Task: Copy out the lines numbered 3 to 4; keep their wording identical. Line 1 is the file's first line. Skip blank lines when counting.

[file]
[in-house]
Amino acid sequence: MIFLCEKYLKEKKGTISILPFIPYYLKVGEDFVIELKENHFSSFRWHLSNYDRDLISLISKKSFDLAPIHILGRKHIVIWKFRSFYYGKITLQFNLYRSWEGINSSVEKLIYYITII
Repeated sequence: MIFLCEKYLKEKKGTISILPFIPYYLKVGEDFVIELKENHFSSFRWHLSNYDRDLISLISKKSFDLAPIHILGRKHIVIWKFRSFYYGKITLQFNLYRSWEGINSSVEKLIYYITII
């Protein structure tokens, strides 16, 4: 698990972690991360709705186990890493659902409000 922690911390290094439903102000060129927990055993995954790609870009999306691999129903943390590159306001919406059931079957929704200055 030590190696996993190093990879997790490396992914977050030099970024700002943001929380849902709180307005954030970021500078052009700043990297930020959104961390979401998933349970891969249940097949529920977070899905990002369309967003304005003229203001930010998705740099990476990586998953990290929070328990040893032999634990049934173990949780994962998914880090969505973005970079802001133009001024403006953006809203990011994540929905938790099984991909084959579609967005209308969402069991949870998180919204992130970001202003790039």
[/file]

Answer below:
Repeated sequence: MIFLCEKYLKEKKGTISILPFIPYYLKVGEDFVIELKENHFSSFRWHLSNYDRDLISLISKKSFDLAPIHILGRKHIVIWKFRSFYYGKITLQFNLYRSWEGINSSVEKLIYYITII
């Protein structure tokens, strides 16, 4: 698990972690991360709705186990890493659902409000 922690911390290094439903102000060129927990055993995954790609870009999306691999129903943390590159306001919406059931079957929704200055 030590190696996993190093990879997790490396992914977050030099970024700002943001929380849902709180307005954030970021500078052009700043990297930020959104961390979401998933349970891969249940097949529920977070899905990002369309967003304005003229203001930010998705740099990476990586998953990290929070328990040893032999634990049934173990949780994962998914880090969505973005970079802001133009001024403006953006809203990011994540929905938790099984991909084959579609967005209308969402069991949870998180919204992130970001202003790039």